One permanent exhibit in the play area is a farmers market with play fruits and vegetables hand-sewn by community volunteers, along with a hand-painted backdrop. The museum is for ages 0-12, and a soft play area will soon be fenced off for children younger than 18 months. The museum also seeks to accommodate kids with special needs. The museum will be open 9 a.m. to 4 p.m. Tuesdays, Thursdays, and Saturdays. Daily admission is $4 per person (12 months and under are free.)

Lindemans named county farm family of the year

The Robert and Lori Lindeman farm southeast of Brownton is in its fourth generation – moving into its fifth generation, the McLeod County Chronicle reported. The Lindemans are McLeod County’s Farm Family of the Year, an honor bestowed by the Minnesota Extension Service to farm families who are engaged both in farming and in communities.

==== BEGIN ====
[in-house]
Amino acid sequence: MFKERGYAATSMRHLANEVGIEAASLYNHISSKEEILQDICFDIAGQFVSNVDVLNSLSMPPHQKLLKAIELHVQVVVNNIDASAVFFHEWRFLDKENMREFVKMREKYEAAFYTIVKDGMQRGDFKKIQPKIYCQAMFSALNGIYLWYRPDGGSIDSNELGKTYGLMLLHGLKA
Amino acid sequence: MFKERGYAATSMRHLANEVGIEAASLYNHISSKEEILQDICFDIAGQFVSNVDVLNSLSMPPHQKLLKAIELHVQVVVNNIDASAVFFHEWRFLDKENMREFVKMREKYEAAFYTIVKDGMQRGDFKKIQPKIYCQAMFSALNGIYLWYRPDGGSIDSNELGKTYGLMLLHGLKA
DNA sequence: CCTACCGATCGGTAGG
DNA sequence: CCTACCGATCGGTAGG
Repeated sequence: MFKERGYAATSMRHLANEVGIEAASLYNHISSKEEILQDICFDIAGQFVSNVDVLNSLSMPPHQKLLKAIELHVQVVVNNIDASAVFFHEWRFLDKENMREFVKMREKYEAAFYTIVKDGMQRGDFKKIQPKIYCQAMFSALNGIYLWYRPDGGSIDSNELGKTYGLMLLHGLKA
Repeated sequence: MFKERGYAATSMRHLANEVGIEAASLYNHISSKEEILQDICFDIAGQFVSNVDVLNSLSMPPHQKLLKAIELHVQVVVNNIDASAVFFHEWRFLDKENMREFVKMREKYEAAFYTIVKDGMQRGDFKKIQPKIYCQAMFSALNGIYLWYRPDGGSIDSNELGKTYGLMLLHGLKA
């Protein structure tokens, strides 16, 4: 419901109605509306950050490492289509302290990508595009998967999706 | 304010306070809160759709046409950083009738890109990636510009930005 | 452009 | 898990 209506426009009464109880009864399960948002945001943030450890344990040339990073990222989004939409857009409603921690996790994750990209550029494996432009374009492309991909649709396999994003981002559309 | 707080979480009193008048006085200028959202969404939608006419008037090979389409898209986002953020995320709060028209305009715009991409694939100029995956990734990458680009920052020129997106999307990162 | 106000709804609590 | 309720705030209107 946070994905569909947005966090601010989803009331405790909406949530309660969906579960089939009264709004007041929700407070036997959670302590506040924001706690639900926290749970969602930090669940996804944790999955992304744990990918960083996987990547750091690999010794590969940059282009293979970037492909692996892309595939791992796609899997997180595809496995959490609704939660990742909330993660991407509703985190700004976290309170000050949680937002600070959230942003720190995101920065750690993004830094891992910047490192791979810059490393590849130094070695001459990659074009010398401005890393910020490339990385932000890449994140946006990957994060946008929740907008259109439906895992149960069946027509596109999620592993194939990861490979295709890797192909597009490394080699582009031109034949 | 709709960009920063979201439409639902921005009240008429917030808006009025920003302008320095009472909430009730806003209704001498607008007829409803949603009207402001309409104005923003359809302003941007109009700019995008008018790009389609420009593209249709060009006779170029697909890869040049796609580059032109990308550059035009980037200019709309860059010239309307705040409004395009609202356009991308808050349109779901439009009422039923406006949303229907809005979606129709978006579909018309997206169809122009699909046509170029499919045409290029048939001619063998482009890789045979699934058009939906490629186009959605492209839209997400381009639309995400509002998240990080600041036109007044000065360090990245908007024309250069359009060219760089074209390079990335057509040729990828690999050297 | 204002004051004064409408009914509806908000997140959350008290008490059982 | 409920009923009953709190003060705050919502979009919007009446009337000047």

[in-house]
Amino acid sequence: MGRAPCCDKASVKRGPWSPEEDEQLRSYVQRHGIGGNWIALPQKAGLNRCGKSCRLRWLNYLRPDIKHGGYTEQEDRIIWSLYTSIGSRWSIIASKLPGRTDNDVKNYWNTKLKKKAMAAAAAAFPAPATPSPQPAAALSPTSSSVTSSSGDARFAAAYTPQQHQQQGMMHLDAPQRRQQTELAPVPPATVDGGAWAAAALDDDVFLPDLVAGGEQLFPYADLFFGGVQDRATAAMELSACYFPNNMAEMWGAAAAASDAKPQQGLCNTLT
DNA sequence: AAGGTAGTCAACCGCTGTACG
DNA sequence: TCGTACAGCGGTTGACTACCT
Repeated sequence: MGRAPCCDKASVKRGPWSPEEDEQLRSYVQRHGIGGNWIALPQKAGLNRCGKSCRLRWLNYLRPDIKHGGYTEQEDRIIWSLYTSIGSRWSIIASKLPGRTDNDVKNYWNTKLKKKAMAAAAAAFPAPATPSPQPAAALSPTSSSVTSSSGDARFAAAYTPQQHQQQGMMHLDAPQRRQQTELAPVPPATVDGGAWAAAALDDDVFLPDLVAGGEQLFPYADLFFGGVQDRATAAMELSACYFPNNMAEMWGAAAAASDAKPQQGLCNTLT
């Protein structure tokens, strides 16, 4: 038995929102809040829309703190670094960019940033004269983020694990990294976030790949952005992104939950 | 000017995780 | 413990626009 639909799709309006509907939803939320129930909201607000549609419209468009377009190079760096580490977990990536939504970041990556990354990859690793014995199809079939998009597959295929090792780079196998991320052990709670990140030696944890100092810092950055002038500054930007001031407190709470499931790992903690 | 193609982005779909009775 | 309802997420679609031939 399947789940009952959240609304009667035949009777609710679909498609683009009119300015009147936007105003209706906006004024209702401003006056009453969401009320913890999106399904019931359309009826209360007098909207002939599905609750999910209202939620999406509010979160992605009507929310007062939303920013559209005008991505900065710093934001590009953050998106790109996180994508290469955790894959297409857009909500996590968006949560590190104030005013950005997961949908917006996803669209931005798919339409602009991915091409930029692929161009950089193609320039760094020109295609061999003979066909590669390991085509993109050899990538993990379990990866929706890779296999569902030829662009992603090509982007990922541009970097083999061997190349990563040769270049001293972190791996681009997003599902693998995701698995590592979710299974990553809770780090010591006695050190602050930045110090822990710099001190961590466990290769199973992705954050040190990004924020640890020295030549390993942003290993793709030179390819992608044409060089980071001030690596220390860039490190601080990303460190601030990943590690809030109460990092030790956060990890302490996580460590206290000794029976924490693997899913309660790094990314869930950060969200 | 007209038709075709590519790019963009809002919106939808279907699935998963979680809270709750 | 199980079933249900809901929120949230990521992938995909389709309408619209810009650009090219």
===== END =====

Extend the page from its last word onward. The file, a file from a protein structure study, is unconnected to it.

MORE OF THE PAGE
The Lindemans live on the home site, which consists of 160 acres. Most of the land surrounding the site is still owned by Bob’s father Jim. They farm about 900 total acres. They own about 200 acres and have 600 acres in the conservation reserve program (CRP). The family will officially receive their award at Farmfest Thursday, Aug. 4.